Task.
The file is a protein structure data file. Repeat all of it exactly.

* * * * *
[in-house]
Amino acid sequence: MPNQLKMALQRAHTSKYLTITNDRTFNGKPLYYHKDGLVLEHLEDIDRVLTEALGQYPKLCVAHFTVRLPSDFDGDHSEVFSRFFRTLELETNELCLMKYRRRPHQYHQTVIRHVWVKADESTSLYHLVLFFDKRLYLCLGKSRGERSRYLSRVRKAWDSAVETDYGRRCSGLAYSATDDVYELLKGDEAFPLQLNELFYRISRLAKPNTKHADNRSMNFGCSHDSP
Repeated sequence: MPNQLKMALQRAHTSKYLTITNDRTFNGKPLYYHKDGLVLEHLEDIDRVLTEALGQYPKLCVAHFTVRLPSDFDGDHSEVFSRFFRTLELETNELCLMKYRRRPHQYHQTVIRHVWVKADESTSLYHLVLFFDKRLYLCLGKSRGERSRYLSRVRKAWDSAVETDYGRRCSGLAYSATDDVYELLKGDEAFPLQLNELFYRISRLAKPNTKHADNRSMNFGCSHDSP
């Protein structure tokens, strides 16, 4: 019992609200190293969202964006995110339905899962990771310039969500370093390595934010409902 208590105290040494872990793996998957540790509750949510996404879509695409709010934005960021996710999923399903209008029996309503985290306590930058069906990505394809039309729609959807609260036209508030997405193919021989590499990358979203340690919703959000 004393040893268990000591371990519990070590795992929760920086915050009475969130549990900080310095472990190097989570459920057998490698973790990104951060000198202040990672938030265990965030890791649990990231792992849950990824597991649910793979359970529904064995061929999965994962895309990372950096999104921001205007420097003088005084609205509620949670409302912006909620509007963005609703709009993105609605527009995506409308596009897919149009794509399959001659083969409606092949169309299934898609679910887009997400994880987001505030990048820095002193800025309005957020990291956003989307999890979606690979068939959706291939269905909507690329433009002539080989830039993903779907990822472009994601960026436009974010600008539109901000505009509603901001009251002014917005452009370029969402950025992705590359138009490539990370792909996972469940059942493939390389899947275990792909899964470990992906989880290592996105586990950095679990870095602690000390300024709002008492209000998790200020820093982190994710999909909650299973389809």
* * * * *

[in-house]
Amino acid sequence: MPNQLKMALQRAHTSKYLTITNDRTFNGKPLYYHKDGLVLEHLEDIDRVLTEALGQYPKLCVAHFTVRLPSDFDGDHSEVFSRFFRTLELETNELCLMKYRRRPHQYHQTVIRHVWVKADESTSLYHLVLFFDKRLYLCLGKSRGERSRYLSRVRKAWDSAVETDYGRRCSGLAYSATDDVYELLKGDEAFPLQLNELFYRISRLAKPNTKHADNRSMNFGCSHDSP
Repeated sequence: MPNQLKMALQRAHTSKYLTITNDRTFNGKPLYYHKDGLVLEHLEDIDRVLTEALGQYPKLCVAHFTVRLPSDFDGDHSEVFSRFFRTLELETNELCLMKYRRRPHQYHQTVIRHVWVKADESTSLYHLVLFFDKRLYLCLGKSRGERSRYLSRVRKAWDSAVETDYGRRCSGLAYSATDDVYELLKGDEAFPLQLNELFYRISRLAKPNTKHADNRSMNFGCSHDSP
């Protein structure tokens, strides 16, 4: 019992609200190293969202964006995110339905899962990771310039969500370093390595934010409902 208590105290040494872990793996998957540790509750949510996404879509695409709010934005960021996710999923399903209008029996309503985290306590930058069906990505394809039309729609959807609260036209508030997405193919021989590499990358979203340690919703959000 004393040893268990000591371990519990070590795992929760920086915050009475969130549990900080310095472990190097989570459920057998490698973790990104951060000198202040990672938030265990965030890791649990990231792992849950990824597991649910793979359970529904064995061929999965994962895309990372950096999104921001205007420097003088005084609205509620949670409302912006909620509007963005609703709009993105609605527009995506409308596009897919149009794509399959001659083969409606092949169309299934898609679910887009997400994880987001505030990048820095002193800025309005957020990291956003989307999890979606690979068939959706291939269905909507690329433009002539080989830039993903779907990822472009994601960026436009974010600008539109901000505009509603901001009251002014917005452009370029969402950025992705590359138009490539990370792909996972469940059942493939390389899947275990792909899964470990992906989880290592996105586990950095679990870095602690000390300024709002008492209000998790200020820093982190994710999909909650299973389809």